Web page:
(Photo by Gina Passarella)

Plaintiffs who succeeded in voiding New Jersey’s ban on direct shipments of wine to consumers from out-of-state vineyards have been awarded $574,925 in counsel fees.

U.S. District Judge Katharine Hayden’s original grant of $802,221 in legal fees to the plaintiffs as prevailing parties was partially vacated on appeal. Her reduced award, issued Monday, was not opposed by the state.

The suit, Freeman v. Fischer, filed in 2003 by wine connoisseurs and consumers, alleged that aspects of the state’s alcoholic beverage law treated in-state and out-of-state wineries differently, infringing on the dormant Commerce Clause in violation of 42 U.S.C. 1983.

While the case was pending, the U.S. Supreme Court ruled in Granholm v. Heald, 544 U.S. 460 (2005), that a state allowing direct shipment of wine to consumers must be evenhanded. New Jersey then amended its law to ban direct shipment of wine to consumers altogether.

Hayden found the ban constitutional with minor exceptions. Both sides appealed, and the U.S. Court of Appeals for the Third Circuit ruled in 2010 that the ban on direct shipment passed constitutional muster but held that other provisions violated the Commerce Clause.

The plaintiffs asked the Third Circuit to award fees, but the request was denied without comment. After the case was remanded, the Legislature adopted revisions to the contested provisions, and Hayden entered a consent order. The plaintiffs requested attorney’s fees and costs and were awarded $802,221.

The state appealed the fee award, claiming Hayden lacked authority to award fees after the appeals court denied a fee application.

In October 2013, the Third Circuit upheld the bulk of the fee award, including the finding that the plaintiffs were prevailing parties and the establishment of rates at $600 per hour for lead counsel and $285 per hour for associates. But the appeals court overturned the award of fees related to the first appeal.

The court cited Yaron v. Twp. of Northampton, 963 F. 2d 33 (3d Cir. 1992), which held that once an appeals court has entertained an application for fees, a district court may not. Hayden found Yaron did not apply because it concerned fees for prevailing defendants, rather than plaintiffs, but the appeals court said that its jurisdiction over a motion for appellate attorney fees, once assumed, was exclusive.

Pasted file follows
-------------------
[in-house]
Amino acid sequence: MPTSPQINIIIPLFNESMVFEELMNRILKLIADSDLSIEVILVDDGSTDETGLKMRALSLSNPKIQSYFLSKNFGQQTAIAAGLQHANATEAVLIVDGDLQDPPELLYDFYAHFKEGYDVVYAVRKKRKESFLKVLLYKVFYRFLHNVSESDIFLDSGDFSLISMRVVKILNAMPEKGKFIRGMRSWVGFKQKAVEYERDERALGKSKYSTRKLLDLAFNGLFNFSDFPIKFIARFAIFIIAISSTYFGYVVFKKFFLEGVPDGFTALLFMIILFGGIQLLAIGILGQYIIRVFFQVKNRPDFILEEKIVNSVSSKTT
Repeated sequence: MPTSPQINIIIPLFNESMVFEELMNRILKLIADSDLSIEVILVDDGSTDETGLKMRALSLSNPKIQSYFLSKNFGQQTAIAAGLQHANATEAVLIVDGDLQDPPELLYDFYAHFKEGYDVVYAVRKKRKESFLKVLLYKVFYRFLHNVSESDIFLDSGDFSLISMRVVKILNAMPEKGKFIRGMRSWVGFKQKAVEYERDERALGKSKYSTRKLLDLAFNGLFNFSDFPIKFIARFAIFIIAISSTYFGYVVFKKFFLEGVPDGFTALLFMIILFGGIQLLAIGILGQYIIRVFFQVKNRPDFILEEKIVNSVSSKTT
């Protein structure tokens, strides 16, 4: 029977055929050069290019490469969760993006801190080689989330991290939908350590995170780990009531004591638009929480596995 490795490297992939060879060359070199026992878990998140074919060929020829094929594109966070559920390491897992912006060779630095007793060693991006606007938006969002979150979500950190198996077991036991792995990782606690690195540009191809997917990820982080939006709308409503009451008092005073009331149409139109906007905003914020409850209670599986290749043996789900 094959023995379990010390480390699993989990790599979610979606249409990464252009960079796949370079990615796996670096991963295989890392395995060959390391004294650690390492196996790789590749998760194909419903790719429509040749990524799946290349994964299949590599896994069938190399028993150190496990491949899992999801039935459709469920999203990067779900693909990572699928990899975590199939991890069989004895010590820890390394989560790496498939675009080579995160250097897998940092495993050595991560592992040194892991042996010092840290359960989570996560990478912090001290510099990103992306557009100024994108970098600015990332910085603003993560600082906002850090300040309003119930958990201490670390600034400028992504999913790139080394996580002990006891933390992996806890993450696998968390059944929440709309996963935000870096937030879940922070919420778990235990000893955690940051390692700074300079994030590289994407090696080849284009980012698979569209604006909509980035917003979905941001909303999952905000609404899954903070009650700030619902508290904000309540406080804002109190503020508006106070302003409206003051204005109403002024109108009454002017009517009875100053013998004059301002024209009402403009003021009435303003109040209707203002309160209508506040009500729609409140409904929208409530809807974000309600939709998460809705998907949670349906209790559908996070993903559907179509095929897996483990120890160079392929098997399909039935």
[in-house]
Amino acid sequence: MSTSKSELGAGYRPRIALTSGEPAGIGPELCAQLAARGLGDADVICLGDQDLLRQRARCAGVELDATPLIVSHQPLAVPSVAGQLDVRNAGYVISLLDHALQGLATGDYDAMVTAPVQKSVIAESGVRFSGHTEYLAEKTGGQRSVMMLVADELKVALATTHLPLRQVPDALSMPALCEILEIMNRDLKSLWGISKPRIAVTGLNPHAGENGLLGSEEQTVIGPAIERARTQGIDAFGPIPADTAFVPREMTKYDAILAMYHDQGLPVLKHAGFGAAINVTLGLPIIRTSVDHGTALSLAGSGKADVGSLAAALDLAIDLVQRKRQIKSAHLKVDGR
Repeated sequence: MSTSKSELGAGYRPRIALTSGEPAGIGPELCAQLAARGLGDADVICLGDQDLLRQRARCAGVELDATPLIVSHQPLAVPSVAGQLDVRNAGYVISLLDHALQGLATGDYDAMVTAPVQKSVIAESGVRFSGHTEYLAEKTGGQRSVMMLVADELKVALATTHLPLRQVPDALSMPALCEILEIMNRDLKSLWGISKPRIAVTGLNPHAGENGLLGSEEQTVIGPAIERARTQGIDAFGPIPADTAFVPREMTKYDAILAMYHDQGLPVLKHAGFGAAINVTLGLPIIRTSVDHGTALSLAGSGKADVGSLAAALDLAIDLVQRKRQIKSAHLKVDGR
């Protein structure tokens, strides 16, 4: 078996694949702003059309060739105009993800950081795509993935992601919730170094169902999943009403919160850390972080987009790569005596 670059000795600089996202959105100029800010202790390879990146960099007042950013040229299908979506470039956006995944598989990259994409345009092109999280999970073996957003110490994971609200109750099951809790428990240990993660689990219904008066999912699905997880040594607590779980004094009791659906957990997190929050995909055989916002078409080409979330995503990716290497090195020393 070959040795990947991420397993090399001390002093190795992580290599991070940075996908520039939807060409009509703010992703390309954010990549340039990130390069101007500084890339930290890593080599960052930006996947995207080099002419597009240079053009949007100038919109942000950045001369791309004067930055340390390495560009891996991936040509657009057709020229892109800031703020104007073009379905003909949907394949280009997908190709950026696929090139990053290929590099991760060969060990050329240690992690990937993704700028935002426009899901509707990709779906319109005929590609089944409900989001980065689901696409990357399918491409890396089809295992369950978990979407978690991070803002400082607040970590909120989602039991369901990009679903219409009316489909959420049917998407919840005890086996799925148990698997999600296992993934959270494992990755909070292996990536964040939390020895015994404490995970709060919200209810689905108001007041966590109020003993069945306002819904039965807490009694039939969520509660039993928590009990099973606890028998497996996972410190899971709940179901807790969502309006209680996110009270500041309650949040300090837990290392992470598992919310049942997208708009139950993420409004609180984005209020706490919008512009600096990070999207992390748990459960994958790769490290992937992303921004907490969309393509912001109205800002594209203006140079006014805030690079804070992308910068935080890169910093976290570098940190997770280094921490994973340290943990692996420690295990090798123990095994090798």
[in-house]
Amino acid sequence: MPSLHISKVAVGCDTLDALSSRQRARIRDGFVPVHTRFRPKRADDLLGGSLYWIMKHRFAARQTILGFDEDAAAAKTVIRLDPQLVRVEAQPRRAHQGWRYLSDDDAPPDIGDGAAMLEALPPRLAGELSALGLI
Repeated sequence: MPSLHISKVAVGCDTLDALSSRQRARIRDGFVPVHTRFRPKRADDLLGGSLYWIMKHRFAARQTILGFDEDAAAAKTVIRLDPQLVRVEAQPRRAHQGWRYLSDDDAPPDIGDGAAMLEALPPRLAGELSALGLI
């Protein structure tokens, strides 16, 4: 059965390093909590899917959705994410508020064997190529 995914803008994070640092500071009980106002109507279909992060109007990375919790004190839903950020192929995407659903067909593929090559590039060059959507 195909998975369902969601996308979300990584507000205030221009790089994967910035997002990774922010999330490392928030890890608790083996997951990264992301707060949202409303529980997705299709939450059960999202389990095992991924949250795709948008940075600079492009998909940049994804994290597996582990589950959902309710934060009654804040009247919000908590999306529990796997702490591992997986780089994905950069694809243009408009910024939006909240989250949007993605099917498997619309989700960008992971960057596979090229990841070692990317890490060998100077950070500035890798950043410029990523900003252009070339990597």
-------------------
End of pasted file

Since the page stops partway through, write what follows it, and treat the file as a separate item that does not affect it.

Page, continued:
The Third Circuit also found Hayden had improperly awarded fees for work done strictly on behalf of Oliver Winery, a plaintiff who was voluntarily dismissed from the case; for work done in support of the plaintiffs’ unsuccessful effort to substitute Chateau Thomas Winery as a plaintiff in place of another party that withdrew, Hansel Winery; and time spent seeking additional plaintiffs.

Hayden reduced the fee award by $186,136 for work on the prior appeal, $17,160 for time spent litigating the Yaron issue, $4,777 for time spent on behalf of Oliver Winery, $14,048 for time spent attempting to substitute Chateau Thomas Winery, and $5,175 for time spent seeking other plaintiffs.

“We’re happy the judge approved our fee application. We’ll be happier when the state pays us,” says the lawyer representing the plaintiffs, Gary Redish of Winne, Banta, Hetherington, Basralian & Kahn in Hackensack.

But another plaintiff lawyer, Robert Epstein, of Epstein, Cohen, Self & Flora in Indianapolis, says he will petition the U.S. Supreme Court for certiorari to restore his fee award to the higher level. “We think we’re entitled to it,” he says. He argues that the Third Circuit’s holding in Yaron is contrary to the rule adopted in other circuits.

Besides Redisk and Epstein, the plaintiffs were represented by James Tanford, a professor at Indiana University School of Law in Bloomington, Ind.

The state was represented in the case by Assistant Attorneys General Robert Lougy and David Bregenzer. The Attorney General’s office said it had no immediate comment on the case.

The revised statute creates an out-of-state plenary license. Available to wineries producing less than 250,000 gallons per year, the license permits the shipment of wine directly to New Jersey consumers or retail stores, and allows the opening of tasting rooms here. Licensees must ship only their own products, limit shipments to 12 cases per year per person, for personal consumption, and must comply with Division of Taxation collection requirements.

Contact the reporter at ctoutant@alm.com.